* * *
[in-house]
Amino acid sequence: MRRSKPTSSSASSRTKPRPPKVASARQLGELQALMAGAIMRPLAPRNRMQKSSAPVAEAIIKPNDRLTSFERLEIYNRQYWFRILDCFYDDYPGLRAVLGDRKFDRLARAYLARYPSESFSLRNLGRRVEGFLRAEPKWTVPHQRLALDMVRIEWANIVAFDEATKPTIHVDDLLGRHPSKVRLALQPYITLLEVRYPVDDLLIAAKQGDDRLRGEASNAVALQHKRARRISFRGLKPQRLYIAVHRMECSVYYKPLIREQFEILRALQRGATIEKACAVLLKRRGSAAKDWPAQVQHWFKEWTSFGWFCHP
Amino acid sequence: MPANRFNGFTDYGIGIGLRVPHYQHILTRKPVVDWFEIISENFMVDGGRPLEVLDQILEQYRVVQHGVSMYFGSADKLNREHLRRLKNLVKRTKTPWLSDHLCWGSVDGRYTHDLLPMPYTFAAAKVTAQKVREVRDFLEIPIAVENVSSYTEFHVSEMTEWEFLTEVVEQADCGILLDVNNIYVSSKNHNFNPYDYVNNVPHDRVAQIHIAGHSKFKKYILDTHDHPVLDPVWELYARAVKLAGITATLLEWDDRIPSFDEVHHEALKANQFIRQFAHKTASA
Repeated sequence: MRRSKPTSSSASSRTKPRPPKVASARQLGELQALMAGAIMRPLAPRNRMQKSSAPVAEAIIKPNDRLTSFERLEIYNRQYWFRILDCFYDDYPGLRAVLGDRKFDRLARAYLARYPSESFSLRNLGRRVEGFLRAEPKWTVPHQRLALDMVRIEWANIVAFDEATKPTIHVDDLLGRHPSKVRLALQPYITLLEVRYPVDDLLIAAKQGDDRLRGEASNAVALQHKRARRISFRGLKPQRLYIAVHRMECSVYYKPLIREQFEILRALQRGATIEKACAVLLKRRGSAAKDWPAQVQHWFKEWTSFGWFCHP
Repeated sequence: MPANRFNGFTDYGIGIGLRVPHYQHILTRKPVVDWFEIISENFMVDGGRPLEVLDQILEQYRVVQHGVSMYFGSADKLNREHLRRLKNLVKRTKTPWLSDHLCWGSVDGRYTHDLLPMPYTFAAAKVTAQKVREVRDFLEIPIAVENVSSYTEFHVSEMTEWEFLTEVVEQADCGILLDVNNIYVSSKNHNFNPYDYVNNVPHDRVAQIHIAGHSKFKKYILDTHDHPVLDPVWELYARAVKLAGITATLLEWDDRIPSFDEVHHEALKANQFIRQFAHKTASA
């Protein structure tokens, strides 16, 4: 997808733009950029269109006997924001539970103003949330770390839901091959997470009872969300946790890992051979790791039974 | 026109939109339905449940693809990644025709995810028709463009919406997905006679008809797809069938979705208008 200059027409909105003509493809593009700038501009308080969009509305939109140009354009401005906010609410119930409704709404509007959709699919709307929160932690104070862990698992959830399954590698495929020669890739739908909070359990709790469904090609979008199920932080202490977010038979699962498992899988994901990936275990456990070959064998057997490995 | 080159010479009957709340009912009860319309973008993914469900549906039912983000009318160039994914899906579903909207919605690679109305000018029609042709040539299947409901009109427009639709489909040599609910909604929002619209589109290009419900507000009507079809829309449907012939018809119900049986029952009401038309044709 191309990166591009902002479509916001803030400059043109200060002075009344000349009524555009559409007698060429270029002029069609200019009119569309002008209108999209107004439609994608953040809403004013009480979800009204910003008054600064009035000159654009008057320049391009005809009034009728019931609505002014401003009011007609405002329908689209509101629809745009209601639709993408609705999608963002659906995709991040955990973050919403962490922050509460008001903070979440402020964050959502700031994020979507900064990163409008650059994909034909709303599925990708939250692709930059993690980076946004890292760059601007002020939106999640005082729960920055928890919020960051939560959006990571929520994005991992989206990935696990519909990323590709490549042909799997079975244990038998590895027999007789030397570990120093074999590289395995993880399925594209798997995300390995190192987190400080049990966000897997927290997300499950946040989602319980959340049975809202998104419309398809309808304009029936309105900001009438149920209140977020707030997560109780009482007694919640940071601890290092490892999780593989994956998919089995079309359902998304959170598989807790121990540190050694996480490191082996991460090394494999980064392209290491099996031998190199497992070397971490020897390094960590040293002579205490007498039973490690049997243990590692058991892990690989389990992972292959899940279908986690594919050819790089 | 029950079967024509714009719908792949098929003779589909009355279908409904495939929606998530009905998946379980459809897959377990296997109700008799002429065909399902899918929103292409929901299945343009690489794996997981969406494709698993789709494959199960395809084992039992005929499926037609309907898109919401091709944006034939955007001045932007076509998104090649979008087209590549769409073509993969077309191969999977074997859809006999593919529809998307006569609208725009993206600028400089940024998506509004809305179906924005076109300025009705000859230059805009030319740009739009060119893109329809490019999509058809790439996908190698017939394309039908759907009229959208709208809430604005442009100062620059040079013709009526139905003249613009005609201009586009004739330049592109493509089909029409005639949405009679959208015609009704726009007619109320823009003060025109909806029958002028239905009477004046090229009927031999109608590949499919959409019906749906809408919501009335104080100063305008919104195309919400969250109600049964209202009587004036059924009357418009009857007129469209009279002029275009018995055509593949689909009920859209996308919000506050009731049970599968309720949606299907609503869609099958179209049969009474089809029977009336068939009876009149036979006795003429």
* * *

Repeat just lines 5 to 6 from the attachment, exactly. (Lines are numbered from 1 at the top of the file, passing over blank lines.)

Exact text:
Repeated sequence: MPANRFNGFTDYGIGIGLRVPHYQHILTRKPVVDWFEIISENFMVDGGRPLEVLDQILEQYRVVQHGVSMYFGSADKLNREHLRRLKNLVKRTKTPWLSDHLCWGSVDGRYTHDLLPMPYTFAAAKVTAQKVREVRDFLEIPIAVENVSSYTEFHVSEMTEWEFLTEVVEQADCGILLDVNNIYVSSKNHNFNPYDYVNNVPHDRVAQIHIAGHSKFKKYILDTHDHPVLDPVWELYARAVKLAGITATLLEWDDRIPSFDEVHHEALKANQFIRQFAHKTASA
């Protein structure tokens, strides 16, 4: 997808733009950029269109006997924001539970103003949330770390839901091959997470009872969300946790890992051979790791039974 | 026109939109339905449940693809990644025709995810028709463009919406997905006679008809797809069938979705208008 200059027409909105003509493809593009700038501009308080969009509305939109140009354009401005906010609410119930409704709404509007959709699919709307929160932690104070862990698992959830399954590698495929020669890739739908909070359990709790469904090609979008199920932080202490977010038979699962498992899988994901990936275990456990070959064998057997490995 | 080159010479009957709340009912009860319309973008993914469900549906039912983000009318160039994914899906579903909207919605690679109305000018029609042709040539299947409901009109427009639709489909040599609910909604929002619209589109290009419900507000009507079809829309449907012939018809119900049986029952009401038309044709 191309990166591009902002479509916001803030400059043109200060002075009344000349009524555009559409007698060429270029002029069609200019009119569309002008209108999209107004439609994608953040809403004013009480979800009204910003008054600064009035000159654009008057320049391009005809009034009728019931609505002014401003009011007609405002329908689209509101629809745009209601639709993408609705999608963002659906995709991040955990973050919403962490922050509460008001903070979440402020964050959502700031994020979507900064990163409008650059994909034909709303599925990708939250692709930059993690980076946004890292760059601007002020939106999640005082729960920055928890919020960051939560959006990571929520994005991992989206990935696990519909990323590709490549042909799997079975244990038998590895027999007789030397570990120093074999590289395995993880399925594209798997995300390995190192987190400080049990966000897997927290997300499950946040989602319980959340049975809202998104419309398809309808304009029936309105900001009438149920209140977020707030997560109780009482007694919640940071601890290092490892999780593989994956998919089995079309359902998304959170598989807790121990540190050694996480490191082996991460090394494999980064392209290491099996031998190199497992070397971490020897390094960590040293002579205490007498039973490690049997243990590692058991892990690989389990992972292959899940279908986690594919050819790089 | 029950079967024509714009719908792949098929003779589909009355279908409904495939929606998530009905998946379980459809897959377990296997109700008799002429065909399902899918929103292409929901299945343009690489794996997981969406494709698993789709494959199960395809084992039992005929499926037609309907898109919401091709944006034939955007001045932007076509998104090649979008087209590549769409073509993969077309191969999977074997859809006999593919529809998307006569609208725009993206600028400089940024998506509004809305179906924005076109300025009705000859230059805009030319740009739009060119893109329809490019999509058809790439996908190698017939394309039908759907009229959208709208809430604005442009100062620059040079013709009526139905003249613009005609201009586009004739330049592109493509089909029409005639949405009679959208015609009704726009007619109320823009003060025109909806029958002028239905009477004046090229009927031999109608590949499919959409019906749906809408919501009335104080100063305008919104195309919400969250109600049964209202009587004036059924009357418009009857007129469209009279002029275009018995055509593949689909009920859209996308919000506050009731049970599968309720949606299907609503869609099958179209049969009474089809029977009336068939009876009149036979006795003429």